FF natives among NDSU students evacuatedPublished 11:23am Monday, September 17, 2012
Kennedy Secondary School graduate and NDSU student Joe Larson was walking to class when he heard the campus was going to be evacuated.
“I heard about it in passing from a teacher talking to somebody,” he said. “I didn’t find out until later that the evacuation was for a bomb threat.”
Larson was among thousands of students and staff at North Dakota State University who poured off campus Friday in a stiff test of the school’s emergency system, after a bomb threat came in about the same time as a similar threat prompted an evacuation at the University of Texas.
Authorities said they didn’t know if the two threats were related, but both schools gave the all-clear just a few hours into the evacuations.
Larson said students were pretty calm throughout the evacuation process. Because students couldn’t be in their dorms, many found themselves at restaurants, walking around or visiting friends off campus while the bomb threat issue was sorted out.
Jake Hexum of Fergus Falls found out his class was canceled from a note left by one of his professors.
“Everybody was pretty calm about it,” he said. “Bomb threats are bomb threats. If people are going to blow something up, they’re going to blow something up.”
In North Dakota, school officials and police said the rare full evacuation went smoothly even as traffic became thick and some streets were blocked. The school has 14,500 students.
Many students evacuated by crossing just off campus, including hundreds who flooded the Bison Turf, a popular hangout known for cheap eats and drinks.
“It was chaos,” bartender Lucas Jens said. “There were cars and kids everywhere. Thirsty and hungry kids. Nervous kids.”
Police said no accidents were reported, and one campus employee said people were “being North Dakota nice” as they drove away.
“The line of cars to get off campus was pretty long,” said that employee, Juleen Berg, who works at the heating plant. “It was very orderly. Nobody was panicked, and nobody was trying to speed or run over anybody. Everybody was waiting their turn.”
North Dakota State got a call about 9:45 a.m. that included a “threat of an explosive device,” FBI spokesman Kyle Loven said. That was a little more than an hour after a similar threat was made in Austin, Texas.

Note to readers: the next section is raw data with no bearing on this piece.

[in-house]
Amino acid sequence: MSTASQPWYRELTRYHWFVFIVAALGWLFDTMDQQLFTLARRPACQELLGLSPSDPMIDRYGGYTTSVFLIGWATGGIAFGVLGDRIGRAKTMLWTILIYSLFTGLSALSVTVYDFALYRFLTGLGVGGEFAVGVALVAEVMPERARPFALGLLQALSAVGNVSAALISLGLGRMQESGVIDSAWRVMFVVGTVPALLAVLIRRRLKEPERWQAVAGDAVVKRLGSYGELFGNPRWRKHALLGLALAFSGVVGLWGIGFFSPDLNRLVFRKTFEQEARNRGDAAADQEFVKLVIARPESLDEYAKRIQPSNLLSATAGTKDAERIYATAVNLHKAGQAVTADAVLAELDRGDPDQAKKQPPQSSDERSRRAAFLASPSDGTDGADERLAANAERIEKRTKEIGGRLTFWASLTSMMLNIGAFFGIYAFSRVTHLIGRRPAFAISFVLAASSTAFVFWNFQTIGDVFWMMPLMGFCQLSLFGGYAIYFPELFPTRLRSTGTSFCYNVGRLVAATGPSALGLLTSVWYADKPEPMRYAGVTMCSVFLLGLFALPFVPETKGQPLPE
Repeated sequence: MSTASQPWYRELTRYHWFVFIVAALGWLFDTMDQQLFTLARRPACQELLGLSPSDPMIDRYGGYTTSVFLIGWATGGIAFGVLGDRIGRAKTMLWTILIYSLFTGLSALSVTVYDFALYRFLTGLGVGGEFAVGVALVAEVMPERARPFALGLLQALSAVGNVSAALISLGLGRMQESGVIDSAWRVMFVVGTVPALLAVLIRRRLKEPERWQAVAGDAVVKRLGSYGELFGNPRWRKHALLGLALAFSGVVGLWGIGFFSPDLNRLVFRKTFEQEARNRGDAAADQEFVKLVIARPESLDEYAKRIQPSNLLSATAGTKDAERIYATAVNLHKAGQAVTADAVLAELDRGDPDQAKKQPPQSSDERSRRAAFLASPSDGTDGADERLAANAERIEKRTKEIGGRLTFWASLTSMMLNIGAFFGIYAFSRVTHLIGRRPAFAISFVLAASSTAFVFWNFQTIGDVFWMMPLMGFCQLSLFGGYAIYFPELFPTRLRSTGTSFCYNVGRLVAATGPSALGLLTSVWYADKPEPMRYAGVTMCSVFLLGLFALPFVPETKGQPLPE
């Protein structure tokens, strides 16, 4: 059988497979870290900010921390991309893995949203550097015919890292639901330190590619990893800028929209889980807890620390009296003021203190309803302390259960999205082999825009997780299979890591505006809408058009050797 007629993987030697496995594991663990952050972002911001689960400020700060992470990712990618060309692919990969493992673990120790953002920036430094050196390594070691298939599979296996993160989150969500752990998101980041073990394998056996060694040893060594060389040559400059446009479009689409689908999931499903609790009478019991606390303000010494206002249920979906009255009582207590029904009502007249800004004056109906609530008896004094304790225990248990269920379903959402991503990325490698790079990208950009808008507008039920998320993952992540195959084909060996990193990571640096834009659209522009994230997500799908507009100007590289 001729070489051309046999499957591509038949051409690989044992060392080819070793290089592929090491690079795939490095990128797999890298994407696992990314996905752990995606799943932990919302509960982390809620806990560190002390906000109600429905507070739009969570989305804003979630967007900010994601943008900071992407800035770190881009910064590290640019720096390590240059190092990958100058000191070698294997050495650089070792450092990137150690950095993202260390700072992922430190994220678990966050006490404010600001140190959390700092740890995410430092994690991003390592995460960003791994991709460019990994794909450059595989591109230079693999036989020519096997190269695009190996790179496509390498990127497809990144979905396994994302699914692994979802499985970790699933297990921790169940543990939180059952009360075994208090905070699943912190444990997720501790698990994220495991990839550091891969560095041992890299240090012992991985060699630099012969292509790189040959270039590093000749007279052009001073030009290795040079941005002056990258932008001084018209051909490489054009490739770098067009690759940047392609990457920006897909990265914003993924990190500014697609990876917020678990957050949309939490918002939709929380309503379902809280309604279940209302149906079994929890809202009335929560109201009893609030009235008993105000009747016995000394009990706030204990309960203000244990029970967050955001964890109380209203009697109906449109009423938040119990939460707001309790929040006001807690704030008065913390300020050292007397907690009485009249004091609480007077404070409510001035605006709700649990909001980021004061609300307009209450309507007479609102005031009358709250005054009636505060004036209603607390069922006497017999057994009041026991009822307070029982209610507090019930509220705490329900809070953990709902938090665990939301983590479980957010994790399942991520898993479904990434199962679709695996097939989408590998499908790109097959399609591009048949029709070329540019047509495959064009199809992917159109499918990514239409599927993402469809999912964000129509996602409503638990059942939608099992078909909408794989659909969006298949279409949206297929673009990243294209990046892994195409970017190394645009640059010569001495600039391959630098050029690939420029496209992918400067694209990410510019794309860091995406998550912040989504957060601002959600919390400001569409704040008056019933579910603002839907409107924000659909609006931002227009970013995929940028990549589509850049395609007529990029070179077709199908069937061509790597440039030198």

Lee Kiedrowski, a 26-year-old graduate student from Dickinson, N.D., said he was walking to a class building just before 10 a.m. when he got a text message telling him students had been ordered to evacuate by 10:15.
Students were notified of the evacuation by email and automated phone calls. Messages also went out via social media, such as Facebook.
Cars were soon streaming off the campus as thousands of people tried to leave the area. Kiedrowski saw squad cars at major intersections.
“The panic button wasn’t triggered quite immediately,” said Kiedrowski, who is studying infectious disease management and biosecurity. “But there was definitely the thought that we live in a different world now, and with everything that’s going on with the riots at the U.S. embassies in the Middle East, your brain just starts moving.”
Thomas Brown, of Sartell, Minn., president of the Sigma Alpha Epsilon fraternity, said students weren’t told where to go but just to “walk to locations off campus.” Since his fraternity house is off campus, he and other members went there.
Brown said he was scared by the thought that there might be a connection between the NDSU and Texas threats.
“It’s crazy to think that it is happening on opposite ends of the country,” he said. “North Dakota is a very safe state. There are a lot of nice people. To have something happen along these lines is a little sad.”
Loven wouldn’t give more details on the call, nor would Fargo police or university President Dean Bresciani. The president stopped short of saying nothing was found during a campus search, saying only that it was “deemed safe” before the university reopened at 1 p.m.
Bresciani said the downtown and main campuses were evacuated, along with the school’s agricultural facilities. While classes officially resumed at 2 p.m., many professors cancelled them and afternoon activity at both the main and downtown campuses was sparse.
“I came back to go to class, and it was cancelled. I didn’t check that,” said Zach Johnson, a marketing major who was one of the few students at NDSU’s Barry Hall late in the afternoon. “I was a little concerned because this is my campus. There’s a lot of stuff going on in the world today … and it’s just nuts that this is North Dakota.”
Fargo police Lt. Joel Vettel said the evacuation took a little less than 90 minutes, but campus officials said students who live on campus departed quicker than that. All the residence halls, which normally include about 4,000 students, were clear by 10:10 a.m., NDSU spokesman Laura McDaniel said.
Jens said there was one anxious moment inside the Bison Turf when someone in the bar reported smoke on campus and patrons streamed outside to check it out. Vettel said it was a vehicle fire unrelated to the evacuation.
Jens said there was a collective groan inside the bar when it was announced that classes would resume.
“There were a few professors that were halfway on their way, and quite a few kids who were well on their way to a good time,” the bartender said.